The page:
Oil Sands Truth: Shut Down the Tar Sands

"Knocking tar sands bolsters Northern Gateway"

Unfortunately for all of us and not just the venerable Ms Yaffe, this is not in fact, true. The plans of Kinder Morgan, et al to pump more and more tar sands bitumen via a pipeline through the Rocky Mountains and down into Vancouver (Burnaby) to both bolster a Chevron and perhaps a Shell refinery there, while loading up tankers in the Vancouver Burrard Inlet to ship out to places both near (California) and far (Asia) has been touted as "making Gateway redundant". Tar Sands bitumen shipments from the Burrard Inlet is not a victory. However, she is correct that industry will make this _argument_, just as they have used the Horizon Deepwater disaster as a way of highlighting tar sands as better, rather than the more obvious point that it illustrates the need to get off of hydrocarbons like these completely.


Knocking oilsands bolsters Northern Gateway

'Rethink Alberta' campaign dissuades U.S. from buying 'dirty' oil, but makes Enbridge project more imperative

By Barbara Yaffe, Vancouver Sun August 13, 2010

Environmental groups working to discredit Alberta's oilsands ought to consider the irony inherent in their escalating campaign.

That is, the more successful these groups are at raising concern about so-called dirty oil in Alberta and a spiderweb of pipelines transporting the evil brew to refineries across the continent, the more imperative it becomes for Canada to proceed with the Northern Gateway Project, an initiative that could threaten fragile ecosystems in northern B.C.

As Americans become persuaded to stop buying the Fort McMurray bounty, it will be increasingly necessary for Canada to diversify its market for the product.

Which of course means finding ways of getting the oil to fast-growing, energy-hungry Asian countries -- which is what Enbridge's controversial Northern Gateway Project is all about.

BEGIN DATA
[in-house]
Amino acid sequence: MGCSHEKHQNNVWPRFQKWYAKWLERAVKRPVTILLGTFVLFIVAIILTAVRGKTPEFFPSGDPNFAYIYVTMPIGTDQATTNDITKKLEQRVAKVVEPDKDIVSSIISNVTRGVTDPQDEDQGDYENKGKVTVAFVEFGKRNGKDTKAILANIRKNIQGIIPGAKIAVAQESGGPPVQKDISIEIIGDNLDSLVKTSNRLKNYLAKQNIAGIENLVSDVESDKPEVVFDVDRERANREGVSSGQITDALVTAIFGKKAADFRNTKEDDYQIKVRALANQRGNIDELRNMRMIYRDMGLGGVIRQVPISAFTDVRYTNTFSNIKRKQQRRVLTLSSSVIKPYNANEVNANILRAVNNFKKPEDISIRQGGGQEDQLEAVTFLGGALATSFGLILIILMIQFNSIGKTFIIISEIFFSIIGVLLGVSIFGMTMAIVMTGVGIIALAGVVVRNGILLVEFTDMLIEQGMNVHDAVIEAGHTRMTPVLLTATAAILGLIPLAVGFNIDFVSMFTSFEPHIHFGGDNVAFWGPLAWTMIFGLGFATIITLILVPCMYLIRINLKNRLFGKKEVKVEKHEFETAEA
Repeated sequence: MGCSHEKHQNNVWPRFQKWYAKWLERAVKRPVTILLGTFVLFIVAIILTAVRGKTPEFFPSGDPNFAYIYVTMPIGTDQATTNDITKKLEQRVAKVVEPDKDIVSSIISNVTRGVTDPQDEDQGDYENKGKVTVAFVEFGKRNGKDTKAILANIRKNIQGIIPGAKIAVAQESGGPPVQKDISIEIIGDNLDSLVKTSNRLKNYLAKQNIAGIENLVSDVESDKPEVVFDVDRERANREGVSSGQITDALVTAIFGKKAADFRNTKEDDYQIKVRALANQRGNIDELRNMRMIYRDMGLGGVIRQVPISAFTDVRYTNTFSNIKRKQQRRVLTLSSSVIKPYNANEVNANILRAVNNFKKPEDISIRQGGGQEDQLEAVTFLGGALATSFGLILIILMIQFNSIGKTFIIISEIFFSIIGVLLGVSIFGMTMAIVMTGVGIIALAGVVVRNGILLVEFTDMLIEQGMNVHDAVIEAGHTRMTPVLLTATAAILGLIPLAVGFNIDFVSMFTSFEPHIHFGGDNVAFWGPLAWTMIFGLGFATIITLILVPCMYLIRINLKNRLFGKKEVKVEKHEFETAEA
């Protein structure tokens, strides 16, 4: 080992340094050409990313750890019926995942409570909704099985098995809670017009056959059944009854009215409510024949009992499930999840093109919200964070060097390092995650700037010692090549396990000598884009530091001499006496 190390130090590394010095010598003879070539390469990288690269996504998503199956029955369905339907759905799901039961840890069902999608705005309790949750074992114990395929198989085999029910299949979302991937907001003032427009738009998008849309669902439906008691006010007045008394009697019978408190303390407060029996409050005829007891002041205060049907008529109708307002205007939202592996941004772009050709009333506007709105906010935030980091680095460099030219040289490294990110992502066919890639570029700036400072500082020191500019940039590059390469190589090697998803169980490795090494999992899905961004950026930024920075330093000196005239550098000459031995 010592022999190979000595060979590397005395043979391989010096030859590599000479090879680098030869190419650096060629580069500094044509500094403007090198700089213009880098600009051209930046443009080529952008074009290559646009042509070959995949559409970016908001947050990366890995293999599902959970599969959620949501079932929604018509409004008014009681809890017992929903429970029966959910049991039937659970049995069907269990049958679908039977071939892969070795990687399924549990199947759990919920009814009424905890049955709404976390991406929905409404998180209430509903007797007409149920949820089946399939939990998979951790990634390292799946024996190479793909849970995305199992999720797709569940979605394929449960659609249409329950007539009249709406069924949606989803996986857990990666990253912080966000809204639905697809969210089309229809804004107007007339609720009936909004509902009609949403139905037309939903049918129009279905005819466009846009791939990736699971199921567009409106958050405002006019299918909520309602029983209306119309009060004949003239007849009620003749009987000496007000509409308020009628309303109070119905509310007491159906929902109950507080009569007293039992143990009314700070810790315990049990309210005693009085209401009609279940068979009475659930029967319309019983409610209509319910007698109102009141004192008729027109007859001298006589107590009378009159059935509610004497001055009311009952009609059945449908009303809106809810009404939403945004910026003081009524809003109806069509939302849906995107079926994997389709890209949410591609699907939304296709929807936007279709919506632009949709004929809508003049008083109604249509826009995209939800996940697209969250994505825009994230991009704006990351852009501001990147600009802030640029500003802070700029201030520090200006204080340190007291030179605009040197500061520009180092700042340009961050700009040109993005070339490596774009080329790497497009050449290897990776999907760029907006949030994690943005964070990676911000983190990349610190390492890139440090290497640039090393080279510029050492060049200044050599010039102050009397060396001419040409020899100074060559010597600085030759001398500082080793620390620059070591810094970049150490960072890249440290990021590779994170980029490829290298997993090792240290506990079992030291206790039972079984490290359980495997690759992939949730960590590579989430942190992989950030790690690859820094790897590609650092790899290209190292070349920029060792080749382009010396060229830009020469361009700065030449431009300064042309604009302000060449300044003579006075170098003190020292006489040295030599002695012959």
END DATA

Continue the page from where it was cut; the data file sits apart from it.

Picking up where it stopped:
It is not as though the choice is between pumping the oilsands product or shutting down the operation. The choice, realistically, is between shipping the product to the U.S. -- presumably displacing more politically problematic Middle East oil -- or, if the U.S. isn't buying, shipping it to China.

So the truth is that the environmental groups are, in effect, making the Northern Gateway Project more imperative for Canada, despite their own warnings that the project would bring dangerous tanker traffic to B.C.'s coastal waters and threaten northern B.C. rivers and the aboriginal groups dependent on them.

The $5.5-billion project will feature a port in Kitimat and pipelines stretching from there to Fort McMurray, Alta. Promising thousands of jobs, Northern Gateway is under review by federal regulatory authorities.

Environmental groups in the past couple of years have aggressively stepped up their anti-oilsands campaigns south of the border, initially targeting Fortune 500 companies and, more recently, politicians and the public.

In the latest "Rethink Alberta" campaign, sponsored by no fewer than 10 environmental groups, U.S. and British tourists are being dissuaded from visiting a province with "42,000 acres of toxic tailing ponds," where "three million of gallons of poison are leaked into the water system."

The ads, predictably, are quite effective in the same way a campaign against slaughterhouses would be effective.

Mining oil is always going to be a dirty operation. The real answer is to convince consumers everywhere to become more energy efficient.

But because the ads are so effective -- an Angus Reid poll this week revealed that U.S. and U.K. respondents, after seeing the advertisement, turned off the idea of visiting wild rose country -- chances are good that U.S. consumers increasingly will be leery of oil from Alberta.

Enbridge and its shareholders understand this. It was unfortunate for them that, just as people were contemplating the pros and cons of the B.C. pipeline, another Enbridge pipeline ruptured July 26 on the Kalamazoo River in Michigan, leaking thousands of barrels of crude.

In fact, Enbridge averages 25 spills a year in the U.S., so if Northern Gateway gets built inevitably there will be spills in northern B.C. Doubtless at some point a tanker accident will occur along B.C.'s pristine coastline.

At this point, Enbridge is so keen to safeguard any public support it has for its Northern Gateway Project that the company is offering to buy up homes along the section of the Kalamazoo River that has been affected by the oil spill.

The environmental groups soon will be turning their full attention to the evils of the northern B.C. project.

But they should recognize that their own push to kill the U.S. market for oilsands oil will have bolstered the commercial case that will be made on behalf of Northern Gateway.

© Copyright (c) The Vancouver Sun


Oilsandstruth.org is not associated with any other web site or organization. Please contact us regarding the use of any materials on this site.

Tar Sands Photo Albums by Project

Discussion Points on a Moratorium

User login


Syndicate content